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9 Reasons Why I Cleanse

Updated: 6 days ago


Okay, so what’s the deal with cleansing, anyways? 


Is it just another diet fad?


Are we starving ourselves to lose weight? Or to “detox”? 


Is cleansing something I even really need to do?


...I totally get all the confusion around cleansing!


First of all—no, you don’t need to cleanse.

 

Second, there are several potential benefits that can come from an occasional gentle cleanse.


In this post, I’ll share some of the many reasons why I personally choose to do a seasonal and occasional Ayurvedic cleanse.


 

The cleanse I do the most is a short 3-5 day Ayurvedic cleanse where I eat  three meals a day and make other holistic life shifts around tech use, sleeping times, and daily activities. 


This type of cleanse is not a recent fad but comes from what’s considered to be the world’s oldest wellness tradition that’s as old as 5,000 years (while I can’t say exactly when this cleanse arose).


And to be clear, this isn’t the same as a “fast” which is a type of cleanse that usually involves abstaining from food and/or liquid altogether.


Please note: I DON'T think this cleanse or cleansing is necessarily right for everyone and recommend consulting your physician and your own wisdom before doing any type of cleansing.


I also am a fan of doing things that create balance in our lives. 


This means, if you tend to be rigid, controlling, or anxious around your eating, schedule, or life habits, a "cleanse" for you might actually look like doing some of the opposite of what you normally do. :)


What’s great is that many of these benefits can be gained through any period of intentional pattern change!




Why I Cleanse


Okay, now let’s get into it!


Some of these points do indeed overlap, but each one highlights a different aspect. 


Some of the reasons I do this Ayurvedic cleanse are to:


  1. Practice the skills of transformation. While some changes can happen quickly, others require us to perform consistent, small, daily actions over time. It’s the skills for the latter type of change that I get to practice during the cleanse, which I consider to be awareness, compassion, and choice. I cultivate awareness as cleansing “wakes me up” every time I think of eating or drinking, etc.—and you’d be surprised how often that is!—because I can’t do the normal mindless or habitual action. This is like training an alarm clock that keeps waking me up off autopilot in daily life again and again. From that awareness, I can be compassionate towards my cause of seeking or reaching for something: fatigue, stress, an uncomfortable emotion, sleepiness, anxiety. And last, I practice making a choice that I might not normally make. By the end of the cleanse, I’ve gotten LOTS of reps in that can help me use these skills of transformation in other areas of my life.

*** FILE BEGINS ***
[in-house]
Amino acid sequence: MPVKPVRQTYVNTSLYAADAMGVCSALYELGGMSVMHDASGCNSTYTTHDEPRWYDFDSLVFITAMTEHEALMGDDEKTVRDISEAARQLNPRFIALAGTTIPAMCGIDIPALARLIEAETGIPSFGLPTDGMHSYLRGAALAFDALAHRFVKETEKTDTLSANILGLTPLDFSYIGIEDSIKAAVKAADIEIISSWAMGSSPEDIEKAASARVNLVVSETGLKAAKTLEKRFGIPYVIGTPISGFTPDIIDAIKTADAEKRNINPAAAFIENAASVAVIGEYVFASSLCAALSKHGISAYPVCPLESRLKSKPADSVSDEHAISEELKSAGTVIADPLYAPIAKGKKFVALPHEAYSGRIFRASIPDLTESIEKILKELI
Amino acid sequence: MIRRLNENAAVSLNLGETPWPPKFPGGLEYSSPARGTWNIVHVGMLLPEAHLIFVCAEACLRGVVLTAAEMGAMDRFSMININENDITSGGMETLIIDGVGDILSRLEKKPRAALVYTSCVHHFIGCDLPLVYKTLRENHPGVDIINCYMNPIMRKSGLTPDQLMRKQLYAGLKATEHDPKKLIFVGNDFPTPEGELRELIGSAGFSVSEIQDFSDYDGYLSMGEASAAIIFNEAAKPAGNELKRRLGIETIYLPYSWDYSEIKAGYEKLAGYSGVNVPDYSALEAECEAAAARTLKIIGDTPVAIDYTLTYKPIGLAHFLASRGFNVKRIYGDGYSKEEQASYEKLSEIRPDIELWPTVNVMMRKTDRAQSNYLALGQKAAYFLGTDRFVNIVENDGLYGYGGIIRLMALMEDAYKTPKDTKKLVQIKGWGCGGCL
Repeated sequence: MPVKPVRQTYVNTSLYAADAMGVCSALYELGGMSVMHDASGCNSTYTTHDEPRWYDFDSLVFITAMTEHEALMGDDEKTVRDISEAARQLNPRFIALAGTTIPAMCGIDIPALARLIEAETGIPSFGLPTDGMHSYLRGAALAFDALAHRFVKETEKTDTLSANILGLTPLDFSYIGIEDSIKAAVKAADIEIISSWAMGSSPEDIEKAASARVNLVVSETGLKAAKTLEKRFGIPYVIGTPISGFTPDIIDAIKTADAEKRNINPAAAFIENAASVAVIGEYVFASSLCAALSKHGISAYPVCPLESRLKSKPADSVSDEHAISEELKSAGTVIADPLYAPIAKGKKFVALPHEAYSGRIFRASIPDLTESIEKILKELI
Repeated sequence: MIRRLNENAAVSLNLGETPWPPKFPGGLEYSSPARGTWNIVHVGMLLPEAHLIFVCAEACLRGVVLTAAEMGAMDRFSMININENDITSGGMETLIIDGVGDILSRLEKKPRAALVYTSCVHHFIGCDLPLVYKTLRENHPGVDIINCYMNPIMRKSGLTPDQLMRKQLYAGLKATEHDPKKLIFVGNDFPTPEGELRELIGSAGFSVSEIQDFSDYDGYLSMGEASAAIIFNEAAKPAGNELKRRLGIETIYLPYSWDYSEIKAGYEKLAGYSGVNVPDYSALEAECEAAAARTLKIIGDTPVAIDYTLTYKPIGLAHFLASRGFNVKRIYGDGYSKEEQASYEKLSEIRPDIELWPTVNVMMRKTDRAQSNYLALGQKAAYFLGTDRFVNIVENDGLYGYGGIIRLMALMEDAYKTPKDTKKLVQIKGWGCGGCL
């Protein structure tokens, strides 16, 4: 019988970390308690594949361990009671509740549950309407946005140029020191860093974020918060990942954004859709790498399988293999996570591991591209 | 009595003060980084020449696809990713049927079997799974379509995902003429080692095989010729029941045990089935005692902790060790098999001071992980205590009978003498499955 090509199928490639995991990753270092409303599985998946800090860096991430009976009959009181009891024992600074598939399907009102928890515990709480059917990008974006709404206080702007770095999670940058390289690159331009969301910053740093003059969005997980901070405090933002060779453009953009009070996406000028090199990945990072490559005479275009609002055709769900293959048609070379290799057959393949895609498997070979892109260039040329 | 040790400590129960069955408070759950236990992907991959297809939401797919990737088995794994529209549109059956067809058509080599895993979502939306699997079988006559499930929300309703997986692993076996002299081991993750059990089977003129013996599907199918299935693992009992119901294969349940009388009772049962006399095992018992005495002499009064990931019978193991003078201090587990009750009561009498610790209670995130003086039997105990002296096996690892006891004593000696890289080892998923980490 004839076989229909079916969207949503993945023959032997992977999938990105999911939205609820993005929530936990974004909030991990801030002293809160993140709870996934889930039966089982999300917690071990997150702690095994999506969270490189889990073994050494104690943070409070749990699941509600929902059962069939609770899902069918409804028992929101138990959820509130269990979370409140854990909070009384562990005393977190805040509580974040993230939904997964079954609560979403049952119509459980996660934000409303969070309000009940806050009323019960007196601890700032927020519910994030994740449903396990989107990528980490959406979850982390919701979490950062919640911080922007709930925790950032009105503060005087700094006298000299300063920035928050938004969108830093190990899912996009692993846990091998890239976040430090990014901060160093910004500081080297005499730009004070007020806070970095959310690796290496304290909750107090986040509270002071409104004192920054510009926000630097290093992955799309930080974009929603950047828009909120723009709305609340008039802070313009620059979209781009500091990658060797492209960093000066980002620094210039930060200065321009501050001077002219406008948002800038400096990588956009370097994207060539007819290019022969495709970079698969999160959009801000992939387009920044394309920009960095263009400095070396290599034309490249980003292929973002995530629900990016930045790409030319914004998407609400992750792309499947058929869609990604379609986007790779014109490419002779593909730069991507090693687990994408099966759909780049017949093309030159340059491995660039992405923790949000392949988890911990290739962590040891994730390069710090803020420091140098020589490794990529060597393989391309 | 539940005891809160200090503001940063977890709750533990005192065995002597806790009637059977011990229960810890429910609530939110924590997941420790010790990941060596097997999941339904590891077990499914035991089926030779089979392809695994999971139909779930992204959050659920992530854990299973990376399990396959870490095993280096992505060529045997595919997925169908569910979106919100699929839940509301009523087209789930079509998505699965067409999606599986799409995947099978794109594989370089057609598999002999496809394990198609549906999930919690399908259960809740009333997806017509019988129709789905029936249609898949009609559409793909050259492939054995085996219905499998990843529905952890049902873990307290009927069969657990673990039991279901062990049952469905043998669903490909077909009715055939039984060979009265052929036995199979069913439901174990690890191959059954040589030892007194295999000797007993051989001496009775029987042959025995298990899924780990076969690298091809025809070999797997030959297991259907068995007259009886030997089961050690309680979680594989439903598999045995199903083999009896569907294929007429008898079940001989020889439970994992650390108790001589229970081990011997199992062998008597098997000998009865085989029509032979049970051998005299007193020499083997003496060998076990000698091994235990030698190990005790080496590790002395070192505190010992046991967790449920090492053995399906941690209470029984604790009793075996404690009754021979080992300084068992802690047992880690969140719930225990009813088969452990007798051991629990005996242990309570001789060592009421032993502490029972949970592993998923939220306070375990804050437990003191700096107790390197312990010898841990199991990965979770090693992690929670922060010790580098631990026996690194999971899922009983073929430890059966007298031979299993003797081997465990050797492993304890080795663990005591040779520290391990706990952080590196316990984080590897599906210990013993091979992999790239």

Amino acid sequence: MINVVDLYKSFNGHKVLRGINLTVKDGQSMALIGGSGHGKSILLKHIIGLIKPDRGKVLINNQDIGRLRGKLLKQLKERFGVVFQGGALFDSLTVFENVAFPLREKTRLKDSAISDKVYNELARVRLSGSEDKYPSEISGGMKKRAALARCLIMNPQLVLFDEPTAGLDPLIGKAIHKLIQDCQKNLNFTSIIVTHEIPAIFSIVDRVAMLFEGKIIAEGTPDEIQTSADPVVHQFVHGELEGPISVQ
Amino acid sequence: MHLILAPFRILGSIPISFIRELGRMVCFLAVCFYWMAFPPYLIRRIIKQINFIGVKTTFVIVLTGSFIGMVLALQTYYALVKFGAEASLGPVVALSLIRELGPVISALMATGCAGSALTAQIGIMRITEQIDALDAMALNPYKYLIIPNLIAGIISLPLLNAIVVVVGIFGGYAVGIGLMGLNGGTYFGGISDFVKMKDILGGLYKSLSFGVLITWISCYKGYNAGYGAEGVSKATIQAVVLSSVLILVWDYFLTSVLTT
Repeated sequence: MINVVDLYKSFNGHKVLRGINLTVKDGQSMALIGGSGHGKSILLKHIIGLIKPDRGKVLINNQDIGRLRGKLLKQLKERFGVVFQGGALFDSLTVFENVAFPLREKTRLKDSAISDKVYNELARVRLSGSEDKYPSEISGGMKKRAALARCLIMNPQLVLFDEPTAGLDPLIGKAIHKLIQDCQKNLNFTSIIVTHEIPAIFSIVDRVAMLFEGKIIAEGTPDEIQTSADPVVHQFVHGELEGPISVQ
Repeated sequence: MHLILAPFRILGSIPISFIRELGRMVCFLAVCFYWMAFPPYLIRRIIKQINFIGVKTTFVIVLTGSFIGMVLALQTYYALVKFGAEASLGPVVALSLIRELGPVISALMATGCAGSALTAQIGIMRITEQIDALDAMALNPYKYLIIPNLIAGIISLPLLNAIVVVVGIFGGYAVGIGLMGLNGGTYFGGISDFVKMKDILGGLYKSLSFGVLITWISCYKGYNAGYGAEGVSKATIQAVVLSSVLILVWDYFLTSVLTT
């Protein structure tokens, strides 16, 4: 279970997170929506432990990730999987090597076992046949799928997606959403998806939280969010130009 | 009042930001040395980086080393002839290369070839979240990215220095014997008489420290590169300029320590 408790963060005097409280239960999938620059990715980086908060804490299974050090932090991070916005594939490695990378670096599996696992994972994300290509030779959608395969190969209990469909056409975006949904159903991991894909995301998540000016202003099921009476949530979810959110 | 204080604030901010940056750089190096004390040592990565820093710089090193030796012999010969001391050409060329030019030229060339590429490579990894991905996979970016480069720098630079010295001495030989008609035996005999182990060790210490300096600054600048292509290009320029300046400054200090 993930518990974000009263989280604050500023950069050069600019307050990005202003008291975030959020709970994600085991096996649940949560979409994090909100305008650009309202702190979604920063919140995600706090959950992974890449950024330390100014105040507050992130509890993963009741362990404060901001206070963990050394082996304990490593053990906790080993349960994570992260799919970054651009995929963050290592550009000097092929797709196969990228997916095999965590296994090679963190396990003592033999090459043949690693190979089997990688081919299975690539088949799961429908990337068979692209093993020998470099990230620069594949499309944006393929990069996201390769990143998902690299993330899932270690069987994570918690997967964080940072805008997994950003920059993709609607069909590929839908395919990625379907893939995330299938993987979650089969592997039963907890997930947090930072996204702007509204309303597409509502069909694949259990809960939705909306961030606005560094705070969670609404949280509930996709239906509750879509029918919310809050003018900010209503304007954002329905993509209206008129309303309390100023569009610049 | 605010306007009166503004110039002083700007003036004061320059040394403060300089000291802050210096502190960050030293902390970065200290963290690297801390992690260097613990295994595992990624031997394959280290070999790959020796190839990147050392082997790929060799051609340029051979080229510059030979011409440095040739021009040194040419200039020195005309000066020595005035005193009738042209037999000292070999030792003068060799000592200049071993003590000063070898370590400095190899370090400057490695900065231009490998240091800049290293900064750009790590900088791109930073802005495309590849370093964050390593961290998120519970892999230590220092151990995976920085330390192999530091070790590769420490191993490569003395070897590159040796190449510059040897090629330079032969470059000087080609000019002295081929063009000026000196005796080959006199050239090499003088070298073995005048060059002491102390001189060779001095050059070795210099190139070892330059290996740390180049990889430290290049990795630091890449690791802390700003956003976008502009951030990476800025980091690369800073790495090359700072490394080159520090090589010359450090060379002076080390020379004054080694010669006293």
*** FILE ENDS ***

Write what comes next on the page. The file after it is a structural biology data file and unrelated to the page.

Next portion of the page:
2. Strengthen my sovereignty. Related to the first point, we are bundles of habits. I see my favorite type of donut on the counter and I put one in my mouth. It’s time for lunch so I grab my computer to catch up on emails while I eat. My days consist of a similar set of stimuli and responses: X happens and I do Y—kind of like Pavlov’s dogs (and related to samskaras or psychological impressions/knots in yogic philosophy as well). Cleansing requires me to pause before acting and break conditioned responses. In a world that can be both inflammatory and full of things designed to capitalize on my primitive and unconscious impulses, training this pause brings me back into the autonomous choice that is my power and freedom. As the inspiring Holocaust survivor Viktor Frankl says: “Between stimulus and response there is a space. In that space is our power to choose our response. In our response lies our growth and our freedom.”

  3. Gain confidence and will. If the word “willpower” makes you cringe as it feels too rigid, effortful, or unforgiving, I can relate! That’s why I often like to think of it as “aligned action”. To me it’s the ability to commit to the things I want to do in this life and the choices made for my highest good and to NOT get pulled off course by every cookie, cell phone ping, YouTube recommendation, or 37th excuse my persuasive mind concocts as to why I definitely shouldn’t do the thing I intended to do. Practicing this ability to hold fast to a higher vision and not get swayed by fleeting cravings or aversions helps me feel confident that I can stay aligned with what’s important to me.

  4. Become comfortable with discomfort. “Become comfortable being uncomfortable and the world belongs to you.” This was spoken to me by a near stranger in a wonderful random convo whilst traveling many years ago, and it speaks to how human potential is limitless when we aren’t overly attached to comfort. I also think it’s a civic duty to learn to be with uncomfortable emotions and sensations as the inability to do that leads us to do all sorts of wild stuff—and in my opinion relates to many of our large-scale problems. (I’ve witnessed people ruin lives by withholding information for years for fear of a single uncomfortable conversation, as one small example.) To avoid temporary discomfort, humans tend to do what’s easier or more comfortable in the moment, even if it might be to the detriment of self or others down the road. Small daily examples include deceiving, avoiding, reaching for food, a substance, or a device; we all do some of these things sometimes—self included of course! Wouldn’t it be nice to not fear discomfort and do what’s better for everyone even if it’s hard? As I practice being with some discomfort in the cleanse in the form of cravings, emotions, sleepiness, hunger, or simply living differently (this discomfort is typically much less than fasts and cleanses without food), I feel better able to handle life’s challenges, to leave my comfort zone, and to take the kindest course of action, even if it’s uncomfortable.